Local football must be at lowest point ever

Is local football in Northamptonshire at its lowest point ever, asks Steve Tivey
Is local football in Northamptonshire at its lowest point ever, asks Steve Tivey

As someone who has watched local football at all levels since the 1960s, it must be at its lowest level ever.

Wellingborough in the late 1960s. Kettering in the 1970s. Irthlingborough Diamonds in the 1980s. Raunds and Rothwell in the 1990s. Rushden & Diamonds 1992 to 2010.

North Northamptonshire football has always had at least one good side and occasionally two or three.

Even in the Northants Combination, the better teams come from the Northampton side of the county.

I have spent countless hours and pounds and have enjoyed some good times and endured some poor ones.

But generally speaking, for an area with a small population, the teams have punched above their weight.

What has gone wrong?

Southern league football and a good run in the FA Vase or FA Trophy was always guaranteed.

Was it too many eggs in a small basket or is it something else?

STEVE TIVEY

Rushden

Corby office closure understandable

It’s understandable that the Corby office of the Telegraph has to close.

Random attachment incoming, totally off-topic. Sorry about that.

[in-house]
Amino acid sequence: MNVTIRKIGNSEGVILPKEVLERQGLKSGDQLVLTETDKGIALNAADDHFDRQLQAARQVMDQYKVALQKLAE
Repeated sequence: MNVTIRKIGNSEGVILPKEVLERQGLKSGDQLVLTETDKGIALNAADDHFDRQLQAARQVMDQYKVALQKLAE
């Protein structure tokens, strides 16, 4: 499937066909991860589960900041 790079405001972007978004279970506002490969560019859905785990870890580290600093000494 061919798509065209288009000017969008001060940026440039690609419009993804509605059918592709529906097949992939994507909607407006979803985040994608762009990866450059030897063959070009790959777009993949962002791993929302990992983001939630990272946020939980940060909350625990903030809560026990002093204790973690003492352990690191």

As we nudge ever closer to online viewing making the weekly paper something of a relic, we still have a number of years to go before they finally disappear.

We are bombarded with world news from the minute we wake up until our head hits the pillow again, news that in no way affects our life, news we cannot influence in any way, news that, to be honest, we could do without.

Local news is why I buy the paper.

I have little interest in the latest events in Bejing or Mumbai and like to hear what my local MP is doing for his £1,300 a week salary, and what our local Arts Council are spending their grants on.

In other words, things that impact on me and my family’s life.

Although the slow but inevitable transfer from paper to screen and subscription creeps ever closer, it just isn’t the same.

There is something missing on the screen.

Headlines seem to lose their immediacy.

Last week I spent some time in Kettering Library looking back to 1966 through old copies of the Northants Evening Telegraph.

It was great to see those old television programmes and adverts.

The news, however, had not changed that much on the whole.

It was then I realised that if petrol was as abundant as rainwater it still would not come down in price.

And though fracking might save our economy for a few decades, once again only the investors and bankers will benefit.

We as always pay through the nose, top whack every time and never query why, accepting everything the Conservative Government throws at us.

TOM BINGHAM

Corby

Paramedics did a fantastic job